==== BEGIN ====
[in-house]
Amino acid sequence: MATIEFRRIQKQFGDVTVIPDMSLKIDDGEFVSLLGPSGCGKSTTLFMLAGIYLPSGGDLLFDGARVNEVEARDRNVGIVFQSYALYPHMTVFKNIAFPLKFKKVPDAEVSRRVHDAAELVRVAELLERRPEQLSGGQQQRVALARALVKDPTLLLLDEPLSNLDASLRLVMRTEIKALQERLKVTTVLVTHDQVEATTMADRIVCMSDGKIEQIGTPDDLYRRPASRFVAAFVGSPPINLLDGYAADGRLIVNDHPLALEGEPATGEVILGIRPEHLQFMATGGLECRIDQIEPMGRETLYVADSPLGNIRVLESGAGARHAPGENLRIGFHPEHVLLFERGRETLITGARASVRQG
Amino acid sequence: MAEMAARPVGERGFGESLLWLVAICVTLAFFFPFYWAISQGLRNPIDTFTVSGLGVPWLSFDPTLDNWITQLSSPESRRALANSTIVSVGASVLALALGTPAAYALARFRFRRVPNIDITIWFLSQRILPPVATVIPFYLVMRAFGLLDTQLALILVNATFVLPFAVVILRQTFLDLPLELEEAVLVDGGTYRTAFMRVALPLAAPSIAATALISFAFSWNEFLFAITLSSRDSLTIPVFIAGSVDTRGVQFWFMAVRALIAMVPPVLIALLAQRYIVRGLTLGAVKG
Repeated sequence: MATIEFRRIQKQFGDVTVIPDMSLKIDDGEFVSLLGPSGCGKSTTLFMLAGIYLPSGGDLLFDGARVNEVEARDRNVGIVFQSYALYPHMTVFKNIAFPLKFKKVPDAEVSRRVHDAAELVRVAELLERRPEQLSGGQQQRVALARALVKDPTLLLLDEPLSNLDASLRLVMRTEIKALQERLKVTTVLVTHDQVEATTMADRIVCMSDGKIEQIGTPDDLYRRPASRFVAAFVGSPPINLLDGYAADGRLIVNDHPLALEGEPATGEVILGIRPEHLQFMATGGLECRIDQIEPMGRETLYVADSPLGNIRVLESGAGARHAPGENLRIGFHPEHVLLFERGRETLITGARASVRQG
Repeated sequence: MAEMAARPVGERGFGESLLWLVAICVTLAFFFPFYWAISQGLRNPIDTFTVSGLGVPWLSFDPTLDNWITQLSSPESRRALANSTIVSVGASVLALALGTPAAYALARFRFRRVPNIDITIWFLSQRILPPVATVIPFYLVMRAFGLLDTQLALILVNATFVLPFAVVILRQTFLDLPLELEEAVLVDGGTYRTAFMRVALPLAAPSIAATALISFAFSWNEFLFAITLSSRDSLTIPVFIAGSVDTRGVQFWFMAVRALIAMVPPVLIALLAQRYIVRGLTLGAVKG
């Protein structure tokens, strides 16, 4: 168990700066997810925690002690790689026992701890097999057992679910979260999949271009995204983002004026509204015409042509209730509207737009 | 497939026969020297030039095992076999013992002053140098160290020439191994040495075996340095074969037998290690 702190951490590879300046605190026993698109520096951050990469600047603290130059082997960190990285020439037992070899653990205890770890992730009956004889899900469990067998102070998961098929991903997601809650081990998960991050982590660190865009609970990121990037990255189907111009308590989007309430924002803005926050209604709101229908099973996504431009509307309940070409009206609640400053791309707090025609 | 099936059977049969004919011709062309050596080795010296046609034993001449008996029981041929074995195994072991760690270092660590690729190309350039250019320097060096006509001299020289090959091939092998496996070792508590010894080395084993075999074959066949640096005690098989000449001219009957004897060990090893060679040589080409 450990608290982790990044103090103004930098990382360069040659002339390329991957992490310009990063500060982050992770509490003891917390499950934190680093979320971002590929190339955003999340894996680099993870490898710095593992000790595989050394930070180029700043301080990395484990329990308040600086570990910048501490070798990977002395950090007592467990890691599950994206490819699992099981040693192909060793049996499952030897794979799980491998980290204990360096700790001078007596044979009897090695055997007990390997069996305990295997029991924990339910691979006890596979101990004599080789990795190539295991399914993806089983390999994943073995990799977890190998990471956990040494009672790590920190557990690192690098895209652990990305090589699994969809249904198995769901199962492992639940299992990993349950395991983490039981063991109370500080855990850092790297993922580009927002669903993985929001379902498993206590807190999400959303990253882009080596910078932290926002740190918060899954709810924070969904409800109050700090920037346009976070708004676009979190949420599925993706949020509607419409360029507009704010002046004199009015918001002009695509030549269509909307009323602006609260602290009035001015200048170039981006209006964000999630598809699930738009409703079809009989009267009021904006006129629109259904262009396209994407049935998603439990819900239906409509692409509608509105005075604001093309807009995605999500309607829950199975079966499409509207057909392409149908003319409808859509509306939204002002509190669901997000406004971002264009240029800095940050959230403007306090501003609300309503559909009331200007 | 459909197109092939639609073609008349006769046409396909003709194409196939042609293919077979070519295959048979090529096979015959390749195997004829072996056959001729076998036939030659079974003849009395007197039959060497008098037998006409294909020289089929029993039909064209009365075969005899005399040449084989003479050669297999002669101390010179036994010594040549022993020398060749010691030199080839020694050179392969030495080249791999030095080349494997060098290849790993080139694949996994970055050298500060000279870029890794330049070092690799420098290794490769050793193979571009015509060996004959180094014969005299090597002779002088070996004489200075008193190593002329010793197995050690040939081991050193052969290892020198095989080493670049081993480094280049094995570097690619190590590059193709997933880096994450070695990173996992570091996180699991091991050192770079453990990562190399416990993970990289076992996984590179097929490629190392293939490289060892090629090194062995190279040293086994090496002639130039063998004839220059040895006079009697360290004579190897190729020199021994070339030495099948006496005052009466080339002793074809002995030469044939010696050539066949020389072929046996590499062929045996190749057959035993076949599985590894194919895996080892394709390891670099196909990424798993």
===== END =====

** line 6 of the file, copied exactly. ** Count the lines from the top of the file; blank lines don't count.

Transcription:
């Protein structure tokens, strides 16, 4: 168990700066997810925690002690790689026992701890097999057992679910979260999949271009995204983002004026509204015409042509209730509207737009 | 497939026969020297030039095992076999013992002053140098160290020439191994040495075996340095074969037998290690 702190951490590879300046605190026993698109520096951050990469600047603290130059082997960190990285020439037992070899653990205890770890992730009956004889899900469990067998102070998961098929991903997601809650081990998960991050982590660190865009609970990121990037990255189907111009308590989007309430924002803005926050209604709101229908099973996504431009509307309940070409009206609640400053791309707090025609 | 099936059977049969004919011709062309050596080795010296046609034993001449008996029981041929074995195994072991760690270092660590690729190309350039250019320097060096006509001299020289090959091939092998496996070792508590010894080395084993075999074959066949640096005690098989000449001219009957004897060990090893060679040589080409 450990608290982790990044103090103004930098990382360069040659002339390329991957992490310009990063500060982050992770509490003891917390499950934190680093979320971002590929190339955003999340894996680099993870490898710095593992000790595989050394930070180029700043301080990395484990329990308040600086570990910048501490070798990977002395950090007592467990890691599950994206490819699992099981040693192909060793049996499952030897794979799980491998980290204990360096700790001078007596044979009897090695055997007990390997069996305990295997029991924990339910691979006890596979101990004599080789990795190539295991399914993806089983390999994943073995990799977890190998990471956990040494009672790590920190557990690192690098895209652990990305090589699994969809249904198995769901199962492992639940299992990993349950395991983490039981063991109370500080855990850092790297993922580009927002669903993985929001379902498993206590807190999400959303990253882009080596910078932290926002740190918060899954709810924070969904409800109050700090920037346009976070708004676009979190949420599925993706949020509607419409360029507009704010002046004199009015918001002009695509030549269509909307009323602006609260602290009035001015200048170039981006209006964000999630598809699930738009409703079809009989009267009021904006006129629109259904262009396209994407049935998603439990819900239906409509692409509608509105005075604001093309807009995605999500309607829950199975079966499409509207057909392409149908003319409808859509509306939204002002509190669901997000406004971002264009240029800095940050959230403007306090501003609300309503559909009331200007 | 459909197109092939639609073609008349006769046409396909003709194409196939042609293919077979070519295959048979090529096979015959390749195997004829072996056959001729076998036939030659079974003849009395007197039959060497008098037998006409294909020289089929029993039909064209009365075969005899005399040449084989003479050669297999002669101390010179036994010594040549022993020398060749010691030199080839020694050179392969030495080249791999030095080349494997060098290849790993080139694949996994970055050298500060000279870029890794330049070092690799420098290794490769050793193979571009015509060996004959180094014969005299090597002779002088070996004489200075008193190593002329010793197995050690040939081991050193052969290892020198095989080493670049081993480094280049094995570097690619190590590059193709997933880096994450070695990173996992570091996180699991091991050192770079453990990562190399416990993970990289076992996984590179097929490629190392293939490289060892090629090194062995190279040293086994090496002639130039063998004839220059040895006079009697360290004579190897190729020199021994070339030495099948006496005052009466080339002793074809002995030469044939010696050539066949020389072929046996590499062929045996190749057959035993076949599985590894194919895996080892394709390891670099196909990424798993």